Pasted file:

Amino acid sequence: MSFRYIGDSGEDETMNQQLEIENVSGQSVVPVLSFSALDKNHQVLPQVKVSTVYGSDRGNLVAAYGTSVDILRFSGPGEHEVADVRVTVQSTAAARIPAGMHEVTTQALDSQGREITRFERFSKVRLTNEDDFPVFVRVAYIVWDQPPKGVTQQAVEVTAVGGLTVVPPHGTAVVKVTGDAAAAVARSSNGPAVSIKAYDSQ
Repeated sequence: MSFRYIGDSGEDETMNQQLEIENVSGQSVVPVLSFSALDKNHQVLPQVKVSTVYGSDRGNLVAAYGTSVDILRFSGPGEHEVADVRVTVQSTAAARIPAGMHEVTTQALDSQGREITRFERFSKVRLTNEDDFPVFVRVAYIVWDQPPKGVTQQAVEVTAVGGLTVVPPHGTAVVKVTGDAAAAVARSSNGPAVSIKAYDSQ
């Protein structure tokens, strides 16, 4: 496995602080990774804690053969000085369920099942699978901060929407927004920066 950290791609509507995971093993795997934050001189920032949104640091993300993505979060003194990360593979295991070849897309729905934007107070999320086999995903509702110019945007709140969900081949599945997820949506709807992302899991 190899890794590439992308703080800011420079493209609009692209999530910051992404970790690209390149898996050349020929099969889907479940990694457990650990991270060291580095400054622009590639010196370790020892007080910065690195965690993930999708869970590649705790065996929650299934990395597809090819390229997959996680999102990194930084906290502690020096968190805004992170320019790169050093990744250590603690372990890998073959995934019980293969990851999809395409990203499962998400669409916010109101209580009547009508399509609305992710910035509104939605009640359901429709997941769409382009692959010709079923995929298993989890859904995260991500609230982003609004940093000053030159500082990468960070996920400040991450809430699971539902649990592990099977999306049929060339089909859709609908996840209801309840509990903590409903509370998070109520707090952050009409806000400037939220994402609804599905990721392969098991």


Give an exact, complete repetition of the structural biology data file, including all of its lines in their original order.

Amino acid sequence: MSFRYIGDSGEDETMNQQLEIENVSGQSVVPVLSFSALDKNHQVLPQVKVSTVYGSDRGNLVAAYGTSVDILRFSGPGEHEVADVRVTVQSTAAARIPAGMHEVTTQALDSQGREITRFERFSKVRLTNEDDFPVFVRVAYIVWDQPPKGVTQQAVEVTAVGGLTVVPPHGTAVVKVTGDAAAAVARSSNGPAVSIKAYDSQ
Repeated sequence: MSFRYIGDSGEDETMNQQLEIENVSGQSVVPVLSFSALDKNHQVLPQVKVSTVYGSDRGNLVAAYGTSVDILRFSGPGEHEVADVRVTVQSTAAARIPAGMHEVTTQALDSQGREITRFERFSKVRLTNEDDFPVFVRVAYIVWDQPPKGVTQQAVEVTAVGGLTVVPPHGTAVVKVTGDAAAAVARSSNGPAVSIKAYDSQ
């Protein structure tokens, strides 16, 4: 496995602080990774804690053969000085369920099942699978901060929407927004920066 950290791609509507995971093993795997934050001189920032949104640091993300993505979060003194990360593979295991070849897309729905934007107070999320086999995903509702110019945007709140969900081949599945997820949506709807992302899991 190899890794590439992308703080800011420079493209609009692209999530910051992404970790690209390149898996050349020929099969889907479940990694457990650990991270060291580095400054622009590639010196370790020892007080910065690195965690993930999708869970590649705790065996929650299934990395597809090819390229997959996680999102990194930084906290502690020096968190805004992170320019790169050093990744250590603690372990890998073959995934019980293969990851999809395409990203499962998400669409916010109101209580009547009508399509609305992710910035509104939605009640359901429709997941769409382009692959010709079923995929298993989890859904995260991500609230982003609004940093000053030159500082990468960070996920400040991450809430699971539902649990592990099977999306049929060339089909859709609908996840209801309840509990903590409903509370998070109520707090952050009409806000400037939220994402609804599905990721392969098991």